With hysterectomies, consider leaving the ovaries in, study suggests

March 25, 2013 | by Hiu Chung So

In the U.S., approximately 600,000 hysterectomies are performed each year and about half of them are accompanied by a bilateral oophorectomy, the removal of both ovaries. The rationale is that their removal will practically eliminate the risk of ovarian cancer and substantially lower the risk of breast cancer, too.


New study suggests that for women undergoing hysterectomies, it may be best to leave your ovaries in. For women planning for a hysterectomy, a new study suggests it may be better to leave your ovaries in.


However, a new study published in the April issue of Obstetrics & Gynecology may prompt women planning a hysterectomy to reconsider ovarian removal, too; it showed that women who chose to keep their ovaries actually lived longer.

In the paper, the authors tracked over 30,000 women from the Nurses’ Health Study who have had undergone a hysterectomy without a gynecologic cancer diagnosis. Of those, almost 17,000 also had a bilateral oophorectomy while the others elected for ovarian conservation.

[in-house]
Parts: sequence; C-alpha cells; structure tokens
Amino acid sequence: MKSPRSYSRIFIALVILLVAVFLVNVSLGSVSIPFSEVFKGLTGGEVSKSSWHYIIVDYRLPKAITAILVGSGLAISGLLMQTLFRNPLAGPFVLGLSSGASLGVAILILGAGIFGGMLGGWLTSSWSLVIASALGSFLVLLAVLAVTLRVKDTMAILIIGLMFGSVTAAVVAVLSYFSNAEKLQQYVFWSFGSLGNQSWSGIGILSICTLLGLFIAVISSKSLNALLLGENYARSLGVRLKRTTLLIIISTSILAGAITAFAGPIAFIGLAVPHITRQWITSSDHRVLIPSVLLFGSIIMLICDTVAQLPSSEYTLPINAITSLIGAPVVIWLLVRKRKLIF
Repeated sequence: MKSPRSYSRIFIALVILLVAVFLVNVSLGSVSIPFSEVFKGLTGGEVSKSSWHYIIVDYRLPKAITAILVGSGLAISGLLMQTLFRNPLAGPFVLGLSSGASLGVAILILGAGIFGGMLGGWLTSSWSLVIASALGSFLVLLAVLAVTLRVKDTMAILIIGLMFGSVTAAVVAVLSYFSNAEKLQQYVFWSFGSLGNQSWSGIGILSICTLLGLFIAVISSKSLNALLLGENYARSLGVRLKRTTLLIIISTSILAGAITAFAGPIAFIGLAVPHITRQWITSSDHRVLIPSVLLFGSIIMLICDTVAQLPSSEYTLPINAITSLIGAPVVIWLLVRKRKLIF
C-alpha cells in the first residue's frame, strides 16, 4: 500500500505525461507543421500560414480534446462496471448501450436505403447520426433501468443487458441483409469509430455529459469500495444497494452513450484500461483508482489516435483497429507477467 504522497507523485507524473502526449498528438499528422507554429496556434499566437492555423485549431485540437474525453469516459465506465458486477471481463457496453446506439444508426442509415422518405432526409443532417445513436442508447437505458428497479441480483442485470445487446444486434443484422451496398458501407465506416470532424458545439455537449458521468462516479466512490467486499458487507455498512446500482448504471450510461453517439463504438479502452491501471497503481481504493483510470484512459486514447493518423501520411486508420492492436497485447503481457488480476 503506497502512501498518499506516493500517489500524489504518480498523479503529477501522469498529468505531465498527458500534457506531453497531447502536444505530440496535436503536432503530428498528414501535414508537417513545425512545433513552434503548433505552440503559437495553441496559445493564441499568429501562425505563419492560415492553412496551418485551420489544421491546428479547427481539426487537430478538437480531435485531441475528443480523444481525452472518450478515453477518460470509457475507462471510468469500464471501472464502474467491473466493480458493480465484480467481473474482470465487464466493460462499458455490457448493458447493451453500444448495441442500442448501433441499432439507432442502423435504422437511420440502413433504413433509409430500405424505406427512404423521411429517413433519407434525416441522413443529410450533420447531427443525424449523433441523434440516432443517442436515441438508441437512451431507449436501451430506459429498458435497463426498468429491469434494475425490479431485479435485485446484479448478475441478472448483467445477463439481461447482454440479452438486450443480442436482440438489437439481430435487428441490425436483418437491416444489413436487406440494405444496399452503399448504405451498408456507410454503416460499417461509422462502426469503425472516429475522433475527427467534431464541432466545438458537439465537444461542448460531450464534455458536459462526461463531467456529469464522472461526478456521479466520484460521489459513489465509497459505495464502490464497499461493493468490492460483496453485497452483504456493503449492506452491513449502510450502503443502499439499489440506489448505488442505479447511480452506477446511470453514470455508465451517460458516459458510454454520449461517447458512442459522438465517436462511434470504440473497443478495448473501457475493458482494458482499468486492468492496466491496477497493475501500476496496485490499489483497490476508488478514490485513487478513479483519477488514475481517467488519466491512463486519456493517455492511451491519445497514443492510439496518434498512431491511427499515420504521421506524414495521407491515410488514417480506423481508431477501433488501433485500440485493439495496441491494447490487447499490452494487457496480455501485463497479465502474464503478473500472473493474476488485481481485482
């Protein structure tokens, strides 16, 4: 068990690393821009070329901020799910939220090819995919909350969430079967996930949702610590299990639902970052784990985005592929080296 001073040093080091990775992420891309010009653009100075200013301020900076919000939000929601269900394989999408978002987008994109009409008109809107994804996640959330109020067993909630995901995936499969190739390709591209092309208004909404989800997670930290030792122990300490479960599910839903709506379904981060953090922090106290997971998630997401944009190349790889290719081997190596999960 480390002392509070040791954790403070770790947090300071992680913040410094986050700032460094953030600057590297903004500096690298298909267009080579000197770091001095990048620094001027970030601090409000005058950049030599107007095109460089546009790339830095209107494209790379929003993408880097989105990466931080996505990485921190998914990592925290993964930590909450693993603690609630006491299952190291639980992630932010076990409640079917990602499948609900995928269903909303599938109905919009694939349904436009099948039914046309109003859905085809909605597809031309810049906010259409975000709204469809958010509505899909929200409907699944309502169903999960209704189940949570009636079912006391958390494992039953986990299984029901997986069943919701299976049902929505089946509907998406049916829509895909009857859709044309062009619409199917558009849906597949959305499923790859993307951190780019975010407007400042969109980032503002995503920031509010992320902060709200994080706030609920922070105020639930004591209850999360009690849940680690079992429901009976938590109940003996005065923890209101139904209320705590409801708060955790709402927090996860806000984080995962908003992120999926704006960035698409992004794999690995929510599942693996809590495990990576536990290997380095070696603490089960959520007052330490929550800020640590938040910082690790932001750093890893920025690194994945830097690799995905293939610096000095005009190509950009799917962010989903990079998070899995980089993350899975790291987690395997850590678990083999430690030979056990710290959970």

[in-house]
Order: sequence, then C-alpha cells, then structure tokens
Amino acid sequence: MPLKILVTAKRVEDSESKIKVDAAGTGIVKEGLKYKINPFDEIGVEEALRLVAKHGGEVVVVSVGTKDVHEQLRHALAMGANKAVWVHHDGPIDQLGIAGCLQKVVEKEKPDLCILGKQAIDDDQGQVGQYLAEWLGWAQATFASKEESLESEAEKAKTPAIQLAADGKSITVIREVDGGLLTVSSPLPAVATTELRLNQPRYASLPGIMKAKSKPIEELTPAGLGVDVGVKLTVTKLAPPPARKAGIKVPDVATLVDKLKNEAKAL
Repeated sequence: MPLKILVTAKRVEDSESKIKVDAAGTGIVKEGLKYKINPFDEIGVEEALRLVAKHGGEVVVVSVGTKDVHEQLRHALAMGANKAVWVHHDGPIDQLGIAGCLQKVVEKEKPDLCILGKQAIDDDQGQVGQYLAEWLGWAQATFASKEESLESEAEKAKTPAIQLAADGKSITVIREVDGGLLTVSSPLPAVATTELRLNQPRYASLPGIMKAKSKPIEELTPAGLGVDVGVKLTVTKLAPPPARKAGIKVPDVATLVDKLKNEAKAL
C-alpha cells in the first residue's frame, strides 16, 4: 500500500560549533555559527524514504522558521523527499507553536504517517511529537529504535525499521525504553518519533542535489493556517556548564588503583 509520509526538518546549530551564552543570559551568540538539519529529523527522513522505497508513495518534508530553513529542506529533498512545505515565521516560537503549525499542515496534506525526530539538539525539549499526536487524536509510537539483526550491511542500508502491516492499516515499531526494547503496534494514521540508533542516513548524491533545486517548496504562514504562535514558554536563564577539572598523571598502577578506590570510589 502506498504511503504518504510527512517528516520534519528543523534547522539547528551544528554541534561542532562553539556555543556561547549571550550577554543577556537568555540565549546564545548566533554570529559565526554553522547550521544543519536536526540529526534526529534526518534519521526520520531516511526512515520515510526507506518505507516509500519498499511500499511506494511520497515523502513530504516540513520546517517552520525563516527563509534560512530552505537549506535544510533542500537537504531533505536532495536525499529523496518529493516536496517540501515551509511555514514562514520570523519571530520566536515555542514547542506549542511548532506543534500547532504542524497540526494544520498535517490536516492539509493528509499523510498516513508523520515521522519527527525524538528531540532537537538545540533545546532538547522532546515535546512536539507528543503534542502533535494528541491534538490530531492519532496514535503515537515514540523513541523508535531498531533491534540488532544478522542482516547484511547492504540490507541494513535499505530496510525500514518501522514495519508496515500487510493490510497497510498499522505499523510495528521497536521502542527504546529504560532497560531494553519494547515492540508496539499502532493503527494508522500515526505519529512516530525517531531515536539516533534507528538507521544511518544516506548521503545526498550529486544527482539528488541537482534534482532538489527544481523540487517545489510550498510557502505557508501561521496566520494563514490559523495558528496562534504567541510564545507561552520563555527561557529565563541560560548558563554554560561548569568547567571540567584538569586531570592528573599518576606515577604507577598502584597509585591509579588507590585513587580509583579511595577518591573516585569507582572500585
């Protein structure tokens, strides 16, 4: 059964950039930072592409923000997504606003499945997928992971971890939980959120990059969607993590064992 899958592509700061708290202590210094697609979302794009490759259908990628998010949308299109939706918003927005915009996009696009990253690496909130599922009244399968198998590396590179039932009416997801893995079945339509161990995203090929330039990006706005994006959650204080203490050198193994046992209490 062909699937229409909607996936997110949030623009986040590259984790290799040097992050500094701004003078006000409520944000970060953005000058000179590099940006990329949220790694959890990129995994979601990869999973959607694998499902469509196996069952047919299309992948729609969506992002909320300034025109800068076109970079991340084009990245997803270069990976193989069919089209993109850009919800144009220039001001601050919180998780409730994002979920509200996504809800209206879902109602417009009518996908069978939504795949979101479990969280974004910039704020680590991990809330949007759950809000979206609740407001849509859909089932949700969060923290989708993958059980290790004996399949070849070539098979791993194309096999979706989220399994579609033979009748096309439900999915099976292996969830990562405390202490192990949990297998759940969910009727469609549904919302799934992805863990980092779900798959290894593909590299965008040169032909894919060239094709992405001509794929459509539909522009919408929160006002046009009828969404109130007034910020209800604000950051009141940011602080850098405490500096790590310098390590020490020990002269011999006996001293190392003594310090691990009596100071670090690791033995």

After 28 years of follow-up, they have found that 13.3 percent of women who opted for ovarian conservation had died from any cause, versus 16.8 percent of women who opted for ovarian removal during their hysterectomy.

And while participants who had their ovaries removed showed a lower risk of dying from ovarian cancer (four women versus 44 from the ovarian conservation group), and a significantly lower risk of dying from breast cancer if the ovaries were removed before 47.5 years of age, the authors wrote that these benefits "were overshadowed by the significantly increased risks of dying from other causes.” These included a 23 percent increased risk of dying from coronary heart disease, 49 percent increased risk of dying from colorectal cancer and 13 percent increased risk of mortality from all causes.

Leslie Bernstein, Ph.D., professor and director of City of Hope's Division of Cancer Etiology, commented to Reuters that, “it looks like, if given a choice [when planning a hysterectomy], you should keep your ovaries.”

Bernstein, who was not also involved in this study, also noted that there could be other health factors that contributed to the difference in mortality risk.

In a separate study, Bernstein and her colleagues found that women who have had hysterectomy and bilaterial oophorectomy were no more likely to die than women who didn’t have that procedure. Those findings were published in Jan. 2012 issue of Fertility and Sterility.

While the findings seem contradictory, both sides agree that this warrants further study and that women considering a hysterectomy should have a candid conversation with their doctors about ovarian removal and conservation options as well.

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